○ Ageing nurse workforcedue to retire
• Increasing output of new graduate RNs remains a central strategy for resolving the
shortage, yet it is unclear whether this strategy will be truly effective.
• If NLRNs are not retained within the profession,scarce educational resourcesare
• It is known that NLRNs often work under very stressful conditions.
• Nursing education may not fully prep them for the reality of nursing work, and
they may not be given adequate orientation in their initial employment.
• By better understanding factors that are related to new RN's perceptions of job
difficulties and demands, hospitals will be able to reorganize work to retain these
nurses not only at the job level but also at the professional level.
• Purpose: Informationobtained from the present study is used to develop a set of
recommendationsfor retaining NLRNs from both their jobs and the nursing
• In past studies, work conditions described as stressful.
• RNs have feelings of stress, lack of self-confidence, lack of preceptor support and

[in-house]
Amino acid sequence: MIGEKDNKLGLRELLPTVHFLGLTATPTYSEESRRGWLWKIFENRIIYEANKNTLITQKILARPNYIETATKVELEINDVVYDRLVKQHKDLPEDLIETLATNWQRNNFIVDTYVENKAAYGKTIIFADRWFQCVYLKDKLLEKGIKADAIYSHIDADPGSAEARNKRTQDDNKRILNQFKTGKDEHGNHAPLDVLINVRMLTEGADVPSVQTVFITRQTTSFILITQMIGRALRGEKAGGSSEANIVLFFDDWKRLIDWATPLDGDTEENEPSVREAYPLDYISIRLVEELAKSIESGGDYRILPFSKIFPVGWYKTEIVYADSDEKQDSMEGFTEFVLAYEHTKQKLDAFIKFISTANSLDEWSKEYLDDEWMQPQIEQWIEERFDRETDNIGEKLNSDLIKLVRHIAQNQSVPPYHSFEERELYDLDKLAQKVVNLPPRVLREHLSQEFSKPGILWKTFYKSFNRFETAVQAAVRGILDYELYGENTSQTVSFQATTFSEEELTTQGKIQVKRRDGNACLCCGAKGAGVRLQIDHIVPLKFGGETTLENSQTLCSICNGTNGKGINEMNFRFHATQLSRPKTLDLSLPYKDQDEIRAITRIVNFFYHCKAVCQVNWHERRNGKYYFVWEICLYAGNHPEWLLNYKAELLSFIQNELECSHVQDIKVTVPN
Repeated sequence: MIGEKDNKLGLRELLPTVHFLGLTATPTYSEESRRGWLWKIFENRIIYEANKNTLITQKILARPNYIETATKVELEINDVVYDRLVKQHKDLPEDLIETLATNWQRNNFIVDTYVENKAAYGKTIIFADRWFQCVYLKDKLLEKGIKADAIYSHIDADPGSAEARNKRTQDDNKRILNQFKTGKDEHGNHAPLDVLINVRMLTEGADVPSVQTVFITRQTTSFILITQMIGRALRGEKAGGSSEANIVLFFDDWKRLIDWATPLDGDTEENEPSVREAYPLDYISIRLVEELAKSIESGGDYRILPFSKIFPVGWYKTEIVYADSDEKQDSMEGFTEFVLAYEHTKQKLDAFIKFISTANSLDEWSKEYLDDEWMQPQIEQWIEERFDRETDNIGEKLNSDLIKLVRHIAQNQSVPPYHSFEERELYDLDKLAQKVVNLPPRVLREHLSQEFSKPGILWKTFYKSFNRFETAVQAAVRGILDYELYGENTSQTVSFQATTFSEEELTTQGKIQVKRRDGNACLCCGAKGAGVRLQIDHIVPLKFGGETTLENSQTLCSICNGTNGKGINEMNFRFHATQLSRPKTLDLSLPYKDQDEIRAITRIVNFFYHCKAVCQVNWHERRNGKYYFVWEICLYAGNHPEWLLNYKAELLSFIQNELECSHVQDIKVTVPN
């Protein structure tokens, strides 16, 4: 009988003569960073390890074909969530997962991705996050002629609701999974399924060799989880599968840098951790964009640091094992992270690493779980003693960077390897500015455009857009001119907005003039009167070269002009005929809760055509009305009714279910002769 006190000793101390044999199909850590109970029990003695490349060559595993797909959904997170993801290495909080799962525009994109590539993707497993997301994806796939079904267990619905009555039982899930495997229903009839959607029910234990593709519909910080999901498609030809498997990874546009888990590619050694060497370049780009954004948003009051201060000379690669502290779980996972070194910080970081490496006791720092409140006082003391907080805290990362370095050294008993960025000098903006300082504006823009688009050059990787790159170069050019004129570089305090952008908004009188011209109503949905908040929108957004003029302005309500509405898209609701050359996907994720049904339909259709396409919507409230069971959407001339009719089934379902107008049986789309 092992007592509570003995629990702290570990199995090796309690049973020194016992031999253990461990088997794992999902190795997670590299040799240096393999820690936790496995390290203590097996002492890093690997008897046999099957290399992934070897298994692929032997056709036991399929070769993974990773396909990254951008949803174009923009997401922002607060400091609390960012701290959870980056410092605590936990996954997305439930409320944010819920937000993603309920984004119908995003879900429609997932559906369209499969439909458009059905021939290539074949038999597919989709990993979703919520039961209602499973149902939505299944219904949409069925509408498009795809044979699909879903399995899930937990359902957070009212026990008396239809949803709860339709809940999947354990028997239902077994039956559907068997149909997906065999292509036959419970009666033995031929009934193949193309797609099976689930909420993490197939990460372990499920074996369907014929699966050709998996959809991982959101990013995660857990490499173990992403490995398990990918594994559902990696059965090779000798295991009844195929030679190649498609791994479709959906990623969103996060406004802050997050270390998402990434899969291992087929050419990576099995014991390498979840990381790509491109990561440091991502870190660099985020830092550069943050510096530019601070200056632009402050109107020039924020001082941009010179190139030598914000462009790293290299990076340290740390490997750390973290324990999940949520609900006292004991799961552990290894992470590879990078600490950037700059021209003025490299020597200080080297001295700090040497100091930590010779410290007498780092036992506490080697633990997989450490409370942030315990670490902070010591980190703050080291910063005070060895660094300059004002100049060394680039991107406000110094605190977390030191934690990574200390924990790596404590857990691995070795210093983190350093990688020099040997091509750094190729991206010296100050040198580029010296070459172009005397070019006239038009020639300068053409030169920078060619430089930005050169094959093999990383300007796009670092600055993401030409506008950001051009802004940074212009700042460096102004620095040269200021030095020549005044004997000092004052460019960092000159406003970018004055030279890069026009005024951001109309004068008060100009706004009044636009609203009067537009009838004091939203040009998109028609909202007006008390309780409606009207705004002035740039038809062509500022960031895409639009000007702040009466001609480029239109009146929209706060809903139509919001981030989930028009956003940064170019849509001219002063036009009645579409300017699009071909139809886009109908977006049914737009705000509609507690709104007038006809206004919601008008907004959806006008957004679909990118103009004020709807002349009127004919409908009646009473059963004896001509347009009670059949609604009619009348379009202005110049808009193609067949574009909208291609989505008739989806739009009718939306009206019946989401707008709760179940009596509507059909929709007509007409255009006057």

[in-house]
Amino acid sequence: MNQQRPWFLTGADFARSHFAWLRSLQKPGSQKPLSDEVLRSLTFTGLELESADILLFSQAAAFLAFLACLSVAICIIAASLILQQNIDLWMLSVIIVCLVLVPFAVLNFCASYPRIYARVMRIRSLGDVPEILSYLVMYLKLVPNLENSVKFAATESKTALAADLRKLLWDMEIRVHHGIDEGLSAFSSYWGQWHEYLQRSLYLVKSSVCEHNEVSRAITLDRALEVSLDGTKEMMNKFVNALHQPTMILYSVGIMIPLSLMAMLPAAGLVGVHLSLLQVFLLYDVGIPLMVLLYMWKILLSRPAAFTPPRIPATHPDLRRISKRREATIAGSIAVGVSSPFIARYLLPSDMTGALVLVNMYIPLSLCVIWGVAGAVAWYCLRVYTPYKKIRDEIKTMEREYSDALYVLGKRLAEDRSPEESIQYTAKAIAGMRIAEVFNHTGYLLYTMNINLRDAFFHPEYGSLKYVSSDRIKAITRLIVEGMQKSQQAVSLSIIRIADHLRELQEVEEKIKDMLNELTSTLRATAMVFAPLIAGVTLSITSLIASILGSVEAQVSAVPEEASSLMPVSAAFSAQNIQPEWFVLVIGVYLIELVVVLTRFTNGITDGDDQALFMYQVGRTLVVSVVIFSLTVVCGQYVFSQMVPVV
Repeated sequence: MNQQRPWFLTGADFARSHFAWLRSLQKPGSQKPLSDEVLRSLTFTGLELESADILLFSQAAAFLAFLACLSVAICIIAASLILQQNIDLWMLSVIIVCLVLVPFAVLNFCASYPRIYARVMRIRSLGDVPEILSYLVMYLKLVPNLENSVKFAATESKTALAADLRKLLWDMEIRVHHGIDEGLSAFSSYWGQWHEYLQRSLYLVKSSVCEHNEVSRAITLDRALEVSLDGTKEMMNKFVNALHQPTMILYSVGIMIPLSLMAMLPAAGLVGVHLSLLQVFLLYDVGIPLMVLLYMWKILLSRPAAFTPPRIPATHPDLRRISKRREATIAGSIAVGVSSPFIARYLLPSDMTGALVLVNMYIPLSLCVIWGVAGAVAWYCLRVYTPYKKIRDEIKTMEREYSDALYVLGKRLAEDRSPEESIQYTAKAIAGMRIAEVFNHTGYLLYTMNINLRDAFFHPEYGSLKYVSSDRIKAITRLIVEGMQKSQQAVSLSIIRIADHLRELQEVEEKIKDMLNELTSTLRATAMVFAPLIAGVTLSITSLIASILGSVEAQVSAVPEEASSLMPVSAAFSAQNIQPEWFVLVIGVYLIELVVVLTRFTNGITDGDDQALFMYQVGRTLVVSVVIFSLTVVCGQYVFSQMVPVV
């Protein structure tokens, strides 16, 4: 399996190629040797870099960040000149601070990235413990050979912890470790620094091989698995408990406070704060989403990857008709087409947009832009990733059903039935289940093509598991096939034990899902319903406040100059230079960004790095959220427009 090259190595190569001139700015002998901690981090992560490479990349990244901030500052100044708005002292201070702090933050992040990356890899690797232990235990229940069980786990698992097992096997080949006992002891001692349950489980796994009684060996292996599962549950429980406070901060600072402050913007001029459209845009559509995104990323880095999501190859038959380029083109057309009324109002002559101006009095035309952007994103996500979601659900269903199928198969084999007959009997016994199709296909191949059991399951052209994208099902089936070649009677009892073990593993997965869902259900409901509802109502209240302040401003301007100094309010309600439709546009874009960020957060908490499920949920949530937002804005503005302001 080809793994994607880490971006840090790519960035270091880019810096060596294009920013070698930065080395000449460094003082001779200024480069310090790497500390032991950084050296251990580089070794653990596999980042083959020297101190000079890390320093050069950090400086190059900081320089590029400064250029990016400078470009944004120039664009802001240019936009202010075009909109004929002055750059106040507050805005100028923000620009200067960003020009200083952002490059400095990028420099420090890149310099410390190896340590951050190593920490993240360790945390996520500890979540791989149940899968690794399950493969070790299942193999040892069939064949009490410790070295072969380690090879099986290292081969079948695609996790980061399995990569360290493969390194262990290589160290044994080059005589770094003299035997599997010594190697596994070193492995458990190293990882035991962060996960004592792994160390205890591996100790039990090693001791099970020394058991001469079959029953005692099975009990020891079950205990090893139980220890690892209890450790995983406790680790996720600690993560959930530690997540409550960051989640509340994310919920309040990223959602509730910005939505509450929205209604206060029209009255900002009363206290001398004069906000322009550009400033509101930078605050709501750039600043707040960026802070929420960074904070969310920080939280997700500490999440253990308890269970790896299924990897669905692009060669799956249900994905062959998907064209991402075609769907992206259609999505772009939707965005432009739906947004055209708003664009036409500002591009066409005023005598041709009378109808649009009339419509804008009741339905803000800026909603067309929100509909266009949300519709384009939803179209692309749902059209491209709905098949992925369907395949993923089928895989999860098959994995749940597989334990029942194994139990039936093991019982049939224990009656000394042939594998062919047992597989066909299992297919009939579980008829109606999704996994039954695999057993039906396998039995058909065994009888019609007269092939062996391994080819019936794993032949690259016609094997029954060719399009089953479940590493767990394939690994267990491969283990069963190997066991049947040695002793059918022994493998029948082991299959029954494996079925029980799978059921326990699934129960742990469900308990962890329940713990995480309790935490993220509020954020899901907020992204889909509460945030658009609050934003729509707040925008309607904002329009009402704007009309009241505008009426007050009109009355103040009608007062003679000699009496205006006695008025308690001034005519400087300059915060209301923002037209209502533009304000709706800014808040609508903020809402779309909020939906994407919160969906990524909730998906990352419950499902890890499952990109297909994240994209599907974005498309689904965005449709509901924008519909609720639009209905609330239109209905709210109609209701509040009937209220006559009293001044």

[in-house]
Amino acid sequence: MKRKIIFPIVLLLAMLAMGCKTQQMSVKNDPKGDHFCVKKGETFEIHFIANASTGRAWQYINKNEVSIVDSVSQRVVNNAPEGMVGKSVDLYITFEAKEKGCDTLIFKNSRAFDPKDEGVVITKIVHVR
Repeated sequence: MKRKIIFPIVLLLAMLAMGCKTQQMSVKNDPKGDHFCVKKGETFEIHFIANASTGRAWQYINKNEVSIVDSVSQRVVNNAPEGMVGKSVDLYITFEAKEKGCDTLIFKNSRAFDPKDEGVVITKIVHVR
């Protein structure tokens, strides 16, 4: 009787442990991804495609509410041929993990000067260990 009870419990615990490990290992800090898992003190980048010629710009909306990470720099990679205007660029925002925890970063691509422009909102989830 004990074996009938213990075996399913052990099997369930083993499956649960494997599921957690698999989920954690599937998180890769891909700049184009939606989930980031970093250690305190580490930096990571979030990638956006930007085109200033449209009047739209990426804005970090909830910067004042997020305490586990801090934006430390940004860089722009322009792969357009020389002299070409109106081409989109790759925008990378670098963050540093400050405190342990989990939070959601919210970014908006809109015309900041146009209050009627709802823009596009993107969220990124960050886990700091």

• NLRNs have reported that they face high rates of overtimeand injury and that they
need more supervisory support.
• Perceivedconflict on the job has also been found to be correlated with job
satisfaction of new RNs.
• Some studies indicate experiences of new RNs improveover time.
• Job stress and dissatisfaction of NLRNs contributes to intent to leave their job and
actual job turnover early in their careers.
• Patient care issues such as unsafe nurse-patient ratios were the most frequent
reason for RNs leaving their first job.
• RNs who are more satisfied with their jobs are less likely to intend to leave.
• New RN's positive experiencestend to be related to job satisfaction and
Predictorsof job difficulties,job demands and job control
• Job difficulties defined as organizational constraints that could impede the
individual's ability to perform well and could give rise to frustration,
demoralization,dissatisfaction and burnout.
○ Componentsof job difficulties include:
Supervisory issues and workload
• Job demand defined as stressorspresent in the work environmentsuch as:
○ Time pressure
○ Heavy workload
○ High work pace
○ Difficult and mentally exhausting work
• High job demands have been found to lead to job dissatisfaction
○ Lack of time to get work done contributes to lower job satisfaction